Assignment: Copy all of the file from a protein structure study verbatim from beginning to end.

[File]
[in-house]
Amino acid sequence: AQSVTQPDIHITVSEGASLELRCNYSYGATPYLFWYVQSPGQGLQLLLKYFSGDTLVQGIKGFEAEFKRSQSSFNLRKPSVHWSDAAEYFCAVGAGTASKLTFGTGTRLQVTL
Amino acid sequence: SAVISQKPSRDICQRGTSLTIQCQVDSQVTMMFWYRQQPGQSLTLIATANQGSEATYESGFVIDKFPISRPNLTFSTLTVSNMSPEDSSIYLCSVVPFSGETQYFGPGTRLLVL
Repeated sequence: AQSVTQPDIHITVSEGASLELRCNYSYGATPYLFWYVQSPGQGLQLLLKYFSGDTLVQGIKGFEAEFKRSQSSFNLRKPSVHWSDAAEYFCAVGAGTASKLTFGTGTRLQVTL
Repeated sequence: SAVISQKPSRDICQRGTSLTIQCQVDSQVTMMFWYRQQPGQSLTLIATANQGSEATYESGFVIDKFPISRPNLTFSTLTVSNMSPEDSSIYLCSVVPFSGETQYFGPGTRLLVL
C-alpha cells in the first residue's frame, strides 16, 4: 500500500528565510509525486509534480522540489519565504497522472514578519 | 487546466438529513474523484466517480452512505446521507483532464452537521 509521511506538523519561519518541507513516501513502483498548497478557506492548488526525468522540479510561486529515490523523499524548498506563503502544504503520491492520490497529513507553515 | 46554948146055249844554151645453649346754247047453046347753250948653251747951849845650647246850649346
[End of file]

[in-house]
Amino acid sequence: AQSVTQPDIHITVSEGASLELRCNYSYGATPYLFWYVQSPGQGLQLLLKYFSGDTLVQGIKGFEAEFKRSQSSFNLRKPSVHWSDAAEYFCAVGAGTASKLTFGTGTRLQVTL
Amino acid sequence: SAVISQKPSRDICQRGTSLTIQCQVDSQVTMMFWYRQQPGQSLTLIATANQGSEATYESGFVIDKFPISRPNLTFSTLTVSNMSPEDSSIYLCSVVPFSGETQYFGPGTRLLVL
Repeated sequence: AQSVTQPDIHITVSEGASLELRCNYSYGATPYLFWYVQSPGQGLQLLLKYFSGDTLVQGIKGFEAEFKRSQSSFNLRKPSVHWSDAAEYFCAVGAGTASKLTFGTGTRLQVTL
Repeated sequence: SAVISQKPSRDICQRGTSLTIQCQVDSQVTMMFWYRQQPGQSLTLIATANQGSEATYESGFVIDKFPISRPNLTFSTLTVSNMSPEDSSIYLCSVVPFSGETQYFGPGTRLLVL
C-alpha cells in the first residue's frame, strides 16, 4: 500500500528565510509525486509534480522540489519565504497522472514578519 | 487546466438529513474523484466517480452512505446521507483532464452537521 509521511506538523519561519518541507513516501513502483498548497478557506492548488526525468522540479510561486529515490523523499524548498506563503502544504503520491492520490497529513507553515 | 46554948146055249844554151645453649346754247047453046347753250948653251747951849845650647246850649346